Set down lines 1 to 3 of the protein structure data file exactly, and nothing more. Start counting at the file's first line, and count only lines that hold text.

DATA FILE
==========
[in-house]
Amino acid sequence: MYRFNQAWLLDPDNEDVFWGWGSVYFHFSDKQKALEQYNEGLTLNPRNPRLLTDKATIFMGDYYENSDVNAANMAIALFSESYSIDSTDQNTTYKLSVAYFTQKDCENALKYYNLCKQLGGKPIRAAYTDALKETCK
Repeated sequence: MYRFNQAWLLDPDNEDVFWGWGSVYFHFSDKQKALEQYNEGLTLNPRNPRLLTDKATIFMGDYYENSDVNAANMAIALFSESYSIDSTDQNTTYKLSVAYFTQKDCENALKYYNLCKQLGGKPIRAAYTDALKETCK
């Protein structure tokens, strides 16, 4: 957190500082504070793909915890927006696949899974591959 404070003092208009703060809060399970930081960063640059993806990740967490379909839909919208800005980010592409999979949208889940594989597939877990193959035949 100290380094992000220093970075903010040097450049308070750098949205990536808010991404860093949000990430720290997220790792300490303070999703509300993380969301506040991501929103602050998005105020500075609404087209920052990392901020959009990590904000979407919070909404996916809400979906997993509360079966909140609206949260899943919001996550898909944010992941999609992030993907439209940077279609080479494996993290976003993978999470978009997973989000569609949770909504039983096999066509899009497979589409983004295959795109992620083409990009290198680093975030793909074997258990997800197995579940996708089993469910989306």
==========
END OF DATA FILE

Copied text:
[in-house]
Amino acid sequence: MYRFNQAWLLDPDNEDVFWGWGSVYFHFSDKQKALEQYNEGLTLNPRNPRLLTDKATIFMGDYYENSDVNAANMAIALFSESYSIDSTDQNTTYKLSVAYFTQKDCENALKYYNLCKQLGGKPIRAAYTDALKETCK
Repeated sequence: MYRFNQAWLLDPDNEDVFWGWGSVYFHFSDKQKALEQYNEGLTLNPRNPRLLTDKATIFMGDYYENSDVNAANMAIALFSESYSIDSTDQNTTYKLSVAYFTQKDCENALKYYNLCKQLGGKPIRAAYTDALKETCK